Photo: Johannes Eisele Agence France-Presse
About 4000 billion of debt obligations maturing within three years and will force their businesses to repay or refinance it in a context that is less favourable.
Ten years of economic growth and exceptionally low interest rates have led to a record debt of companies in the world. However, nearly one-third of this debt is mostly of poor quality will soon need to be renegotiated, so that the growth is slowing and interest rates up.
“The outstanding global bonds issued by non-financial companies reached a record level of close to 13 000 billion us dollars at the end of 2018,” reported Monday, the Organization for economic cooperation and development (OECD) during the unveiling of a study on the subject. This total is two times higher than before the onset of the financial crisis of 2008, even taking into account inflation.
Nearly 80 % of these debt securities (10 200 billion) have been issued in the richest countries — of which 35% was by american companies and 20 % by european companies — where the volume of corporate bonds has increased by 70 % in ten years. With always that for the fifth of the total, with 2800 billion, the developing countries have, however, multiplied and this form of debt by four, thanks in particular to the chinese companies who had almost no action until 2008, and have now for almost $ 600 billion in circulation.
Encouraged to get into debt
The increasing use of this form of borrowing by companies has been encouraged by the public authorities, who saw it as a good way to fund long-term, notes the OECD. It fit well also with the program of massive purchase of assets by central banks as a way to inject liquidity into the economy. It is estimated, for example, that bonds of firms in developing countries have been two times lower, from 2009 to 2013, had not been the quantitative easing programs of the us federal Reserve.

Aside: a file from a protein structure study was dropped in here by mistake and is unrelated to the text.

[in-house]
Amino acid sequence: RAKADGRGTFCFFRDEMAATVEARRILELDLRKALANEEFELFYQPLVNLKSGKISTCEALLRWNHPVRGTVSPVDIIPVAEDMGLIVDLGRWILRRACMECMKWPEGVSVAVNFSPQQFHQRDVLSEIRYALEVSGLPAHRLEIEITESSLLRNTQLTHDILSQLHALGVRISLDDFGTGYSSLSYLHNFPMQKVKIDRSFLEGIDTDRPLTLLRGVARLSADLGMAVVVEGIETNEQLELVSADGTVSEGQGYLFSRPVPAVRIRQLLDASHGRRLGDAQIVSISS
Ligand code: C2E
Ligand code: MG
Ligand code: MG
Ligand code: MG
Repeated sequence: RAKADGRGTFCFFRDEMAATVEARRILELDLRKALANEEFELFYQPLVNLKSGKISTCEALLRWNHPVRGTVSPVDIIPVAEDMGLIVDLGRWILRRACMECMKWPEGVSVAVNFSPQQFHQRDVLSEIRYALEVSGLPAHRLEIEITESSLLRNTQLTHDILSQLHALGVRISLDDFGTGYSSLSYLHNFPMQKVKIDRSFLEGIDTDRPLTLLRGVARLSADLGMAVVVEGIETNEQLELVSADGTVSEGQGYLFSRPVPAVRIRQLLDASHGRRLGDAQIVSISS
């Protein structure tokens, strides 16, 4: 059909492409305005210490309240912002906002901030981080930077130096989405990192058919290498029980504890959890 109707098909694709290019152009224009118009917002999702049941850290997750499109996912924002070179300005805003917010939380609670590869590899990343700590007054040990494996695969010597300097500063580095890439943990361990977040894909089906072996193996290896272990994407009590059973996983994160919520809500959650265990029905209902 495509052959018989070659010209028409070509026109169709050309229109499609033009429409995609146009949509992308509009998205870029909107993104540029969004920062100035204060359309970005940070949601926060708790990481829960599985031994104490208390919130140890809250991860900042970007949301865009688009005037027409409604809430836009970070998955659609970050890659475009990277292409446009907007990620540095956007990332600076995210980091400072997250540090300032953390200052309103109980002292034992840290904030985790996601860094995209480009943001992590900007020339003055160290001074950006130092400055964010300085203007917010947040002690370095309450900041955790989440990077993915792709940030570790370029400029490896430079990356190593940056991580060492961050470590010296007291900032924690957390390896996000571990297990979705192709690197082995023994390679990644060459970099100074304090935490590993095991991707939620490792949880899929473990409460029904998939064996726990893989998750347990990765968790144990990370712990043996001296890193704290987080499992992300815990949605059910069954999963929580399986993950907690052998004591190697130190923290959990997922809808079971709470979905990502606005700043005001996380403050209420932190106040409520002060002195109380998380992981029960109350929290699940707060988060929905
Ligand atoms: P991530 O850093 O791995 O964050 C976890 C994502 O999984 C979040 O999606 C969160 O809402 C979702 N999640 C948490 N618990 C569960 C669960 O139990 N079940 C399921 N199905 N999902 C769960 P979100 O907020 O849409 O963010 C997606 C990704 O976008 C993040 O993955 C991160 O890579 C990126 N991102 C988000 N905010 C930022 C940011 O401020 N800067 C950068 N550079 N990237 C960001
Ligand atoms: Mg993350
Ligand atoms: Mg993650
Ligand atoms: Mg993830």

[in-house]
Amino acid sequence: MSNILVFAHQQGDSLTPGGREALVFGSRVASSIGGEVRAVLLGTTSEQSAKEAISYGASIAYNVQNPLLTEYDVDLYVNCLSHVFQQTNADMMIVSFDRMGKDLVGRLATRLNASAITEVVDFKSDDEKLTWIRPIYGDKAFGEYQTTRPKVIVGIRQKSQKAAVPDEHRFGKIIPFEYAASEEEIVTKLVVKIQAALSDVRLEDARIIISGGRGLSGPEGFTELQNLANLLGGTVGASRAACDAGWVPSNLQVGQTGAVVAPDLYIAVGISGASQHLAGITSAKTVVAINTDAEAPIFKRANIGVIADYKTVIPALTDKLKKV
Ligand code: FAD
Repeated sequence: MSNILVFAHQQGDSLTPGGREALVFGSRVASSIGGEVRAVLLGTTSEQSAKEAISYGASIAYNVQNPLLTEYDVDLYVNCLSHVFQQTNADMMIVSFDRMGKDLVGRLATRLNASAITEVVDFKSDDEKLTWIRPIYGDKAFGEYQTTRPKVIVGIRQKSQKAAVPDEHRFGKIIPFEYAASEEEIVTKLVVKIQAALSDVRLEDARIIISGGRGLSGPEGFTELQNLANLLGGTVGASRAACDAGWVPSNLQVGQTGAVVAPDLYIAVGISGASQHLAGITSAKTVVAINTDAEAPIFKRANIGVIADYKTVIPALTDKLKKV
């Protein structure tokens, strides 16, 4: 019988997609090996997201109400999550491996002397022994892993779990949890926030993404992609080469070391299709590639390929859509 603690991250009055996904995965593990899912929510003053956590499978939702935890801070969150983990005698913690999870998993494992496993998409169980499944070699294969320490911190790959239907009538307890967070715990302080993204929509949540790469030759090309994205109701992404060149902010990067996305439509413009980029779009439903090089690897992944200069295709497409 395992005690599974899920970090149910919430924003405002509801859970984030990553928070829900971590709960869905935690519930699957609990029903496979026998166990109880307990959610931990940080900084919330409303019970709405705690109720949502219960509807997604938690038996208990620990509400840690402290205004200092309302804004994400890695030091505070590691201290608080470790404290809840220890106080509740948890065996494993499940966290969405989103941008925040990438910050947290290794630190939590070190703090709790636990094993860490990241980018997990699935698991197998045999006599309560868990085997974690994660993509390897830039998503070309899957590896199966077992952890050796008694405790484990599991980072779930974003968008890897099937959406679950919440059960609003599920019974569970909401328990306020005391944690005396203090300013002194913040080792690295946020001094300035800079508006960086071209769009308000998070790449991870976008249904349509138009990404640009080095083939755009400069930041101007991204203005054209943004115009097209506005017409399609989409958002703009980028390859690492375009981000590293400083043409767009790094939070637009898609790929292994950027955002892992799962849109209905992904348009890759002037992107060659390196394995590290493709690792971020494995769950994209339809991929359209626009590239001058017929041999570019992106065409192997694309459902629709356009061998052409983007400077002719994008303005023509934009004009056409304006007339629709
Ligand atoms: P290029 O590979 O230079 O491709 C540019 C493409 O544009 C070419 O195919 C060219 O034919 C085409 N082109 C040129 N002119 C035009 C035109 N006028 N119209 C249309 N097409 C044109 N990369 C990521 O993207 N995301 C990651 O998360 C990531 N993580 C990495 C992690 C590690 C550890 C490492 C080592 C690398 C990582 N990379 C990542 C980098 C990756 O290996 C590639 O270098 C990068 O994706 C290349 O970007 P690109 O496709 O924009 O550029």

The maintenance of interest rates to levels that are extraordinarily low by these same central banks over the past ten years, the thirst for yield from investors and a carefree growing financial risks as fading memory of the financial crisis have done the rest, explained in a blog of the economists of the international monetary Fund in November, in the wake of the publication of the Report on financial stability in the IMF world. The problem observed, is that the growing indebtedness of the enterprises has often been used to finance acquisitions and share repurchases and the payment of dividends to shareholders, rather than investments that can improve the productivity of businesses.
The other problem, says the OECD in its report, is that the solidity of the foundations financial companies that issue bonds declining. In 2008, less than one-third (30 %) of the new bonds was just the limit below which these securities would have been regarded as speculative and therefore out of the game for large institutional investors such as pension funds. Last year, they were more than half (54 %) to be nothing more than a downgrade by the rating agencies to ” junk bonds “, ” this represents a historic peak “, are the authors of the report.
However, the future promises to be more complicated for all of these companies that have a lot borrowed, continues in the OECD. Central banks have started a slow rise of their interest rates. The global economy is showing signs of shortness of breath. The escalation of trade between the United States and the rest of the world, the uncertain outcome of the negotiations of Brexit and the slowdown of growth in China do nothing to improve things.
Should a financial shock similar to that of 2008 from happening again, more than $ 500 billion in corporate bonds basculeraient in the year in the securities market category speculative where investors are more rare and much more expensive.
The developing countries
But, even if such a catastrophe does not occur, about 4000 billion of debt obligations maturing within three years and will force their businesses to repay or refinance it in a context that is less favourable. The challenge looks even greater in the developing countries, where almost half (47 %) of all of the obligations which come to an end.
The OECD does not stop in the case of Canada in its report. In its last financial system Review, Bank of Canada brushed her a portrait rather reassuring of the situation while highlighting the growth of the debt and the “plummeting” revenues in the oil and mining sectors. Overall, the level of indebtedness of canadian businesses remains in the average of the past twenty years, she said, and ” there is nothing to indicate an increase in the share of debt held by firms with a balance sheet in a precarious “.